Not Everything is Bigger in Texas: Lone Star State Bottoms Out in Voter Turnout Among Millennials


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‘Unique’. ‘Interesting’. ‘Sh*t-show’.

Many words can be used to describe the 2016 presidential election but perhaps the most appropriate is ‘historic’.

From the candidates to the scandals, this election cycle is unlike anything the American people has ever seen before. Outside of the spectacle of the presidential hopefuls and their supporters, this election cycle is historic for another reason— the Millennial generation now matches Baby Boomers as the largest generation of eligible voters.

According to a recent Pew Research Center analysis, approximately 69.2 million Millennials (ages 18-35) were voting-age U.S. citizens as of April 2016.

That number is almost equal to the 69.7 million Baby Boomers (ages 52-70) eligible to vote with

the combined generations equalling about 31 percent of eligible voters according to the analysis. 

While Millennials could potentially have a huge impact on the outcome of the 2016 presidential election, the reality is that Millennials will most likely not be flocking to the polls on Nov 8.

The Pew analysis found that 46 percent of eligible Millennials voted in the 2012 presidential election compared to 69 percent of eligible Baby Boomers.

A Post-ABC poll conducted in Sept 2016 found that 41 percent of 18 to 29 year olds say that will ‘definitely vote’ with an additional 15 percent saying that they will ‘probably vote’.

“It’s not a Millennial problem, it’s a young person problem,” Robyn Stiles, a political communications doctoral candidate at Louisiana State University, said. “Historically, young people do not turn out to vote.”

The Pew analysis found that a multitude of factors influence the voter turnout of young adults. Factors like the success of voter registration efforts, the satisfaction of the voter with the direction of the country, and the quality of the candidates play a large role in voter turnout, especially for young adults.

Because of these factors, Millennials will most likely not be proportionately represented in the polls come Election Day.

The Texas Civic Health Index report by the Annette Strauss Institute found that Texas ranked 42nd for voter registration and 51st for voter turnout in 2010.

A new Texas voter registration law, widely considered to be the strictest voter ID law in the nation,  goes into effect for the 2016 presidential election. This law requires Texas voters to present photo identification at the ballots which opponents say will result in a further decline to the state’s already abysmal voter turnout.

And while the economy has recovered substantially from the 2008 recession, voter satisfaction with the direction of the country is at an all time low.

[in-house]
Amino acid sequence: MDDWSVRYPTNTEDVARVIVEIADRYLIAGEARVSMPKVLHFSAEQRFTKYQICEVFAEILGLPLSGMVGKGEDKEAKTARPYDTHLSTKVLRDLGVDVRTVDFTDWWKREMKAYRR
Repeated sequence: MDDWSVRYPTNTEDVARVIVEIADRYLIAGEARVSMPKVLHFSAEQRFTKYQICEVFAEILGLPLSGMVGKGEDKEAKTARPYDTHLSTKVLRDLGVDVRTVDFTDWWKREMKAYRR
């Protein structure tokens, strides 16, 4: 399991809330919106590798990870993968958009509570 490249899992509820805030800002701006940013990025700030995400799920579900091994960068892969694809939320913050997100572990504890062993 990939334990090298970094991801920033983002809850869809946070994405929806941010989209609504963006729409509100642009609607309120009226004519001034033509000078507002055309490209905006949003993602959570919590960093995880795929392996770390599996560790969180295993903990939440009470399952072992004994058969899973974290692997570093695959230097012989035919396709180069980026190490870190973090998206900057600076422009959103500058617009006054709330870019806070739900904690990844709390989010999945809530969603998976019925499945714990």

A 2015 survey by the Pew Research Center found that trust in government institutions is the lowest it has ever been since the center began the survey six decades ago with just 19 percent of Americans saying that “they can trust the government always or most of the time.”

To make a bad situation worse, voters will be forced to choose between two presidential candidates that are intensely disliked by the public as a whole. For their perspective parties, Trump and Clinton both received the highest “strongly unfavorable” rating of any candidate in either party in the last ten presidential elections according to FiveThirtyEight.

“It’s almost like a pick your poison kind of thing,” University of Texas student Kelsey Wallace said. 

Millennials back Hillary Clinton over Donald Trump by more than a 3-1 margin according to a new USA Today/Rock the Vote poll though enthusiasm about the upcoming election is sharply declining as Nov 8 nears.

The reason for this decline in enthusiasm amongst Millennials may be attributed to the fact that Millennials feel that neither nominee addresses the concerns of their generation.

“I don’t think Millennials have been represented in this election but they have been voicing their opinion a lot,” University of Texas student Katy Hubbard said. “They’re telling the people what they’re thinking but I don’t think they’re going to go to the polls and vote.”

The Pew Research Center estimates that a minimum of 58 percent of eligible Millennial would need to vote in order to equate to the generation’s 31 percent of the U.S. electorate. 

“We cannot afford to be tired or turned off,” first lady Michelle Obama said to Millennials at a rally at Southern New Hampshire University last week. “And we cannot afford to stay home on Election Day.”

While the candidates, the satisfaction with the direction of the country, and the success of voter registration initiatives may have failed Millennials, the importance of voting is not lost on this generation.

“I think it’s really important that Millennials get involved in civic engagement,” Federal Relation Agency Director Chelsea Blumenthal said. “Not only does voting actively demonstrate your ability to participate in a democratic society, it’s a huge bridge in becoming an adult because all of a sudden you’re participating in a community that has huge implications on your lifestyle.”

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